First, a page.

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MetaComNet: A random forest-based framework for making spatial prediction of plant-pollinator interactions

Citation

Sydenham, Markus Arne Kjær et al. (2021), MetaComNet: A random forest-based framework for making spatial prediction of plant-pollinator interactions, Dryad, Dataset, https://doi.org/10.5061/dryad.n02v6wwzn

Abstract

1. Predicting plant-pollinator interaction networks over space and time will improve our understanding of how environmental change is likely to impact the functioning of ecosystems. Here we propose a framework for producing spatially explicit predictions of the occurrence and number of pairwise plant-pollinator interactions and of the species richness, diversity, and abundance of pollinators visiting flowers. We call the framework ‘MetaComNet’ because it aims to link metacommunity dynamics to the assembly of ecological networks.

2. To illustrate the MetaComNet functionality, we used a dataset on bee-flower networks sampled at 16 sites in southeast Norway along with random forest models to predict bee-flower interactions. We included variables associated with climatic conditions (elevation) and habitat availability within a 250m radius of each site. Regional commonness, site-specific distance to conspecifics, social guild, and floral preference were included as bee traits. Each plant species was assigned a score reflecting its site-specific abundance, and four scores reflecting the bee species that the plant family is known to attract. We used leave-one-out cross-validations to assess the models’ ability to predict pairwise plant-bee interactions across the landscape.

3. The relationship between observed occurrence or absence of interactions and the predicted probability of interactions was nearly proportional (GLMlogistic regression slope = 1.09), matching the data well (AUC = 0.88), and explained 30% of the variation. Predicted probability of interactions was also correlated with the number of observed pairwise interactions (r = 0.32). The sum of predicted probabilities of bee-flower interactions were positively correlated with observed species richness (r = 0.50), diversity (r = 0.48), and abundance (r = 0.42) of wild bees interacting with plant species within sites.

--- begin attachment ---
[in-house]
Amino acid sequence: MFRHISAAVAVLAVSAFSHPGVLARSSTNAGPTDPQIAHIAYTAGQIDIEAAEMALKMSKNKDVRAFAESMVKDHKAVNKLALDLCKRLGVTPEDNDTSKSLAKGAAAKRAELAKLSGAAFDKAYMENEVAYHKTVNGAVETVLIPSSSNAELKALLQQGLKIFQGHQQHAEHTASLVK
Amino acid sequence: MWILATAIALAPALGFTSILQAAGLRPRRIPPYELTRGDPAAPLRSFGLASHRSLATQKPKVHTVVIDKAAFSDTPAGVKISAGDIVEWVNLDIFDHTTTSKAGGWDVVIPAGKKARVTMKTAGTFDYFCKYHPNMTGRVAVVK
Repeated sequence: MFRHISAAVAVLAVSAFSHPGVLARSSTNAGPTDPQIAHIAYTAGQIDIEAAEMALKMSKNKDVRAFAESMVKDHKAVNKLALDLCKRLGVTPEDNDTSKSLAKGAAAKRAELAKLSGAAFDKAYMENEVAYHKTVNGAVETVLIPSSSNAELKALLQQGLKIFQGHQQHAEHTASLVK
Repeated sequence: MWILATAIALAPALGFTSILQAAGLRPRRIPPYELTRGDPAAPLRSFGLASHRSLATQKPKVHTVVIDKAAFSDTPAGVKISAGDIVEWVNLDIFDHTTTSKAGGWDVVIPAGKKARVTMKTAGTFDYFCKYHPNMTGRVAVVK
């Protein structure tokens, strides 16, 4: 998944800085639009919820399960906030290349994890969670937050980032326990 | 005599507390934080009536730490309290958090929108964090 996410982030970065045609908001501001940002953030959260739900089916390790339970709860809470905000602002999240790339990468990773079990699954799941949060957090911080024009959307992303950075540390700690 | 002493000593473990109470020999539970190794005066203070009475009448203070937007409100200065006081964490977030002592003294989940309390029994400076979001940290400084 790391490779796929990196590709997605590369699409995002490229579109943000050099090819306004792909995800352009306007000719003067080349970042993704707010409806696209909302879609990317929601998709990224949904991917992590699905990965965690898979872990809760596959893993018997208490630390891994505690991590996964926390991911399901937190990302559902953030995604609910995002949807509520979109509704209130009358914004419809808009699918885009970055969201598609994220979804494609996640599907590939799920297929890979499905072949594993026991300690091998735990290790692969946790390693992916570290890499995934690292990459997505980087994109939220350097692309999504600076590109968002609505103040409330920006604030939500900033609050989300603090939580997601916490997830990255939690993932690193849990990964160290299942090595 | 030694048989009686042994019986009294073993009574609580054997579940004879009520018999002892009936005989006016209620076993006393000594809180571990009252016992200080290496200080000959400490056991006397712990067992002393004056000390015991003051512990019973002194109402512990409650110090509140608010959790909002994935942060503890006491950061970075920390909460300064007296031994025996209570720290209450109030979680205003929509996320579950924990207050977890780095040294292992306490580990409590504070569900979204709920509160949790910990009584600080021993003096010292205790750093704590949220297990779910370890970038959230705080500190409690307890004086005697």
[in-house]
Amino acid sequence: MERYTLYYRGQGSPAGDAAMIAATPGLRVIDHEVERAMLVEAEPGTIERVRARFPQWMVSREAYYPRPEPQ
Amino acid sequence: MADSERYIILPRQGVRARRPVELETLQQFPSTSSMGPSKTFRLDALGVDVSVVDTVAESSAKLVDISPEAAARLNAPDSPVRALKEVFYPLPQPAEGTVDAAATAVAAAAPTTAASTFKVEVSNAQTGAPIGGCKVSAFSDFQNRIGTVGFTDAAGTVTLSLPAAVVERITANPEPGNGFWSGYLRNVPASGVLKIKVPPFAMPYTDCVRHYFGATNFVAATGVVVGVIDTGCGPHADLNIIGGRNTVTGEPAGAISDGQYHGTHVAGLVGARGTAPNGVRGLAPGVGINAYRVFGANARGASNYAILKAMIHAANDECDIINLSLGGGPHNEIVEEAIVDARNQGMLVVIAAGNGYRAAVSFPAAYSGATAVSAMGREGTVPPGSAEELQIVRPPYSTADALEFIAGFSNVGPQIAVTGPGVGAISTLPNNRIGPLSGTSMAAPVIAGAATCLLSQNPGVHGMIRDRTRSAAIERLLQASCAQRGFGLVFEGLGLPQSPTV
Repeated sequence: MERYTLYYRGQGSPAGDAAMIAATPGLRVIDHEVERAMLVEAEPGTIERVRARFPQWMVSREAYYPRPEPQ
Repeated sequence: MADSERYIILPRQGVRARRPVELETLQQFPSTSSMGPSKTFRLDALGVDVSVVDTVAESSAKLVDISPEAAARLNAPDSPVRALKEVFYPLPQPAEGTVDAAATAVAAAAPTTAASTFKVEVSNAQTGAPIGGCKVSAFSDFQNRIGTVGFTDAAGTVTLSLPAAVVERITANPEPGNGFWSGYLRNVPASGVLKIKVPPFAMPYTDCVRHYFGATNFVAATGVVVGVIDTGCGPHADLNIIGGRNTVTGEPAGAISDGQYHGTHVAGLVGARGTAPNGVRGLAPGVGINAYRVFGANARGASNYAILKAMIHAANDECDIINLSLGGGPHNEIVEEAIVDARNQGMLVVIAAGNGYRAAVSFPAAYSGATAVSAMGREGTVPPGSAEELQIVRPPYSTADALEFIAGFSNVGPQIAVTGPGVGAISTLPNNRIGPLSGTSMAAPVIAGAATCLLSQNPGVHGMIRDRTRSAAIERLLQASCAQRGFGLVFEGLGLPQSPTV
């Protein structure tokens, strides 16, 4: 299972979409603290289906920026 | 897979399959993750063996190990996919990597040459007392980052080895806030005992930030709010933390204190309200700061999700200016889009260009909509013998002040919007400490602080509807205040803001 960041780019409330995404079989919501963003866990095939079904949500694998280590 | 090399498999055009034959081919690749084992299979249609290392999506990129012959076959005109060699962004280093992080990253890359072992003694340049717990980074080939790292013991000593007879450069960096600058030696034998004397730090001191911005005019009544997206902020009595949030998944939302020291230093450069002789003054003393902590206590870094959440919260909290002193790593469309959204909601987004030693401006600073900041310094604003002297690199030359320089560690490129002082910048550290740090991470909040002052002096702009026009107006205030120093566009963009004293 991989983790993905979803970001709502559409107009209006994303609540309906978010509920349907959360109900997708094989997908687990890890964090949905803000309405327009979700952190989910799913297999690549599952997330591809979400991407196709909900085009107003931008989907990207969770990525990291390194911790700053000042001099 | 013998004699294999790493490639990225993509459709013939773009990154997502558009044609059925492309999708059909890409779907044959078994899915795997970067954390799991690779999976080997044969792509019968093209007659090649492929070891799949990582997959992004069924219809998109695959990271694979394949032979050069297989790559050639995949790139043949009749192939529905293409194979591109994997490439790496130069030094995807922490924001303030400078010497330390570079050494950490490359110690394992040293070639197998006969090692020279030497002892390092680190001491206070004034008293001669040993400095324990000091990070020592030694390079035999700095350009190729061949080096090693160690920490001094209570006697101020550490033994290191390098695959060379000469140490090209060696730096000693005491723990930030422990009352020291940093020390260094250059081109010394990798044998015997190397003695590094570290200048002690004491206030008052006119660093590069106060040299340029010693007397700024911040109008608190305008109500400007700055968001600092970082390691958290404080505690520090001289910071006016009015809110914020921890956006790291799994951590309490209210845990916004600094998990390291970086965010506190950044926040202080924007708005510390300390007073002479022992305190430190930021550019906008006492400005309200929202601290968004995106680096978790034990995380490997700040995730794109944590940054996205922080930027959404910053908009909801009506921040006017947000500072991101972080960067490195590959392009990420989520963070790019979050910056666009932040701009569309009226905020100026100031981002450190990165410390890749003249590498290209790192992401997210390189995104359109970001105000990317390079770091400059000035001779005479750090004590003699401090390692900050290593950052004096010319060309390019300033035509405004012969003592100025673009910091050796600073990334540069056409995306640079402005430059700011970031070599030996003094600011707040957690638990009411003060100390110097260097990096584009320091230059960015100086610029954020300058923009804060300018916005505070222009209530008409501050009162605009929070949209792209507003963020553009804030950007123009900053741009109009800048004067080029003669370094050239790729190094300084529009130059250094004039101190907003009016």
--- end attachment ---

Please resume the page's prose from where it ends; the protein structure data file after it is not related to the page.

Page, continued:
4. Our findings show that the MetaComNet framework can be a useful approach for making spatially explicit predictions and mapping plant-pollinator interactions. Such predictions have the potential to identify areas where the pollination potential for wild plants is particularly high, and where conservation action should be directed to preserve this ecosystem function.

Methods

We sampled bee-flower networks along 16 roadsides (sites) in Southeast Norway in 2017. Eight of the study sites were located on sandy sediments and the remaining eight were located on clay dominated sediments (Skoog 2018). At each study site, flower-visiting bees were collected during one hour by two observers along a 50m transect, once during early to mid-July and once during early to mid-August in 2017. A total of 910 interactions between wild bees (n = 45 species) and plants (n = 44 species) were observed. We only included non-parasitic bees (n = 39) in our analyses because parasitic bees do not visit plants for nectar and pollen. We estimated the site’s abundance of flowering plant species by recording the number of occurrences (presence/absence) of each plant species in a grid of four 25x25 cm squares within six 1 m2 quadrats placed in a 2 by 30 m grid along the roadside, totaling ninety-six squares per site.

Plant and bee DCA scores were extracted from a detrended correspondence analysis on a binary matrix of bee species and plant family interactions.